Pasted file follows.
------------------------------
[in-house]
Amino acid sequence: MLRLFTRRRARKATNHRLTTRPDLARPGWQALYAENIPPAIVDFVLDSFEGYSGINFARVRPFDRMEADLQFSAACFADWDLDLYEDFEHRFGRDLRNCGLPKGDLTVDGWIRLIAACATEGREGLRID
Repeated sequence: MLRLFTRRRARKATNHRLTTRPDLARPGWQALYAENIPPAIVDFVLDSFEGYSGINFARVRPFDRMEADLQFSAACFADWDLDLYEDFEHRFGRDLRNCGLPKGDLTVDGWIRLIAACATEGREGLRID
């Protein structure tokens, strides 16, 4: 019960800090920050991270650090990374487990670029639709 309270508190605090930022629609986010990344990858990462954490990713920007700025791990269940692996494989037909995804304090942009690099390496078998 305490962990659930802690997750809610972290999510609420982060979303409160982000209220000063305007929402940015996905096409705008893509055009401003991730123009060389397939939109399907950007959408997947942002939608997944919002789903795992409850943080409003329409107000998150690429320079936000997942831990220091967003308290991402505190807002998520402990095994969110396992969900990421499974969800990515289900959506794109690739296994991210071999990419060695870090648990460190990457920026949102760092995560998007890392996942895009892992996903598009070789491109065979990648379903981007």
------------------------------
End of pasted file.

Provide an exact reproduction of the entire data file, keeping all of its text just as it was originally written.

[in-house]
Amino acid sequence: MLRLFTRRRARKATNHRLTTRPDLARPGWQALYAENIPPAIVDFVLDSFEGYSGINFARVRPFDRMEADLQFSAACFADWDLDLYEDFEHRFGRDLRNCGLPKGDLTVDGWIRLIAACATEGREGLRID
Repeated sequence: MLRLFTRRRARKATNHRLTTRPDLARPGWQALYAENIPPAIVDFVLDSFEGYSGINFARVRPFDRMEADLQFSAACFADWDLDLYEDFEHRFGRDLRNCGLPKGDLTVDGWIRLIAACATEGREGLRID
């Protein structure tokens, strides 16, 4: 019960800090920050991270650090990374487990670029639709 309270508190605090930022629609986010990344990858990462954490990713920007700025791990269940692996494989037909995804304090942009690099390496078998 305490962990659930802690997750809610972290999510609420982060979303409160982000209220000063305007929402940015996905096409705008893509055009401003991730123009060389397939939109399907950007959408997947942002939608997944919002789903795992409850943080409003329409107000998150690429320079936000997942831990220091967003308290991402505190807002998520402990095994969110396992969900990421499974969800990515289900959506794109690739296994991210071999990419060695870090648990460190990457920026949102760092995560998007890392996942895009892992996903598009070789491109065979990648379903981007």